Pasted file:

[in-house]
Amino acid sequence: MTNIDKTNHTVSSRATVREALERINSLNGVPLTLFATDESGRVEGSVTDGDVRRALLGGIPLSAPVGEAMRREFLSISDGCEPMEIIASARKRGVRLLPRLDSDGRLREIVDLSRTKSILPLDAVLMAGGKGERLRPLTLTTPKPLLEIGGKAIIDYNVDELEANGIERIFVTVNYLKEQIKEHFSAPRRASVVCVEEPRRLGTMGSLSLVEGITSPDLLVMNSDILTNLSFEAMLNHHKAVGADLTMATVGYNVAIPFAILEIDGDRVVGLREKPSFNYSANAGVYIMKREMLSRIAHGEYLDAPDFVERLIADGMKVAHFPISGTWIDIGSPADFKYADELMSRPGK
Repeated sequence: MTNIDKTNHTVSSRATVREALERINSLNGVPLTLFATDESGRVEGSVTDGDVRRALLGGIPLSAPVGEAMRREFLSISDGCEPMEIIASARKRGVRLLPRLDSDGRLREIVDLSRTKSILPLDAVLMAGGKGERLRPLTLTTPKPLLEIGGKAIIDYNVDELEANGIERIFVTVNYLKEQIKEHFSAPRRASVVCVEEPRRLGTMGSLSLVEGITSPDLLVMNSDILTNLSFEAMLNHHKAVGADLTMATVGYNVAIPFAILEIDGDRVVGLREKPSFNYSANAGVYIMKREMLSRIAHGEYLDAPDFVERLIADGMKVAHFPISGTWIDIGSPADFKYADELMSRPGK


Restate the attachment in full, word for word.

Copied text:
[in-house]
Amino acid sequence: MTNIDKTNHTVSSRATVREALERINSLNGVPLTLFATDESGRVEGSVTDGDVRRALLGGIPLSAPVGEAMRREFLSISDGCEPMEIIASARKRGVRLLPRLDSDGRLREIVDLSRTKSILPLDAVLMAGGKGERLRPLTLTTPKPLLEIGGKAIIDYNVDELEANGIERIFVTVNYLKEQIKEHFSAPRRASVVCVEEPRRLGTMGSLSLVEGITSPDLLVMNSDILTNLSFEAMLNHHKAVGADLTMATVGYNVAIPFAILEIDGDRVVGLREKPSFNYSANAGVYIMKREMLSRIAHGEYLDAPDFVERLIADGMKVAHFPISGTWIDIGSPADFKYADELMSRPGK
Repeated sequence: MTNIDKTNHTVSSRATVREALERINSLNGVPLTLFATDESGRVEGSVTDGDVRRALLGGIPLSAPVGEAMRREFLSISDGCEPMEIIASARKRGVRLLPRLDSDGRLREIVDLSRTKSILPLDAVLMAGGKGERLRPLTLTTPKPLLEIGGKAIIDYNVDELEANGIERIFVTVNYLKEQIKEHFSAPRRASVVCVEEPRRLGTMGSLSLVEGITSPDLLVMNSDILTNLSFEAMLNHHKAVGADLTMATVGYNVAIPFAILEIDGDRVVGLREKPSFNYSANAGVYIMKREMLSRIAHGEYLDAPDFVERLIADGMKVAHFPISGTWIDIGSPADFKYADELMSRPGK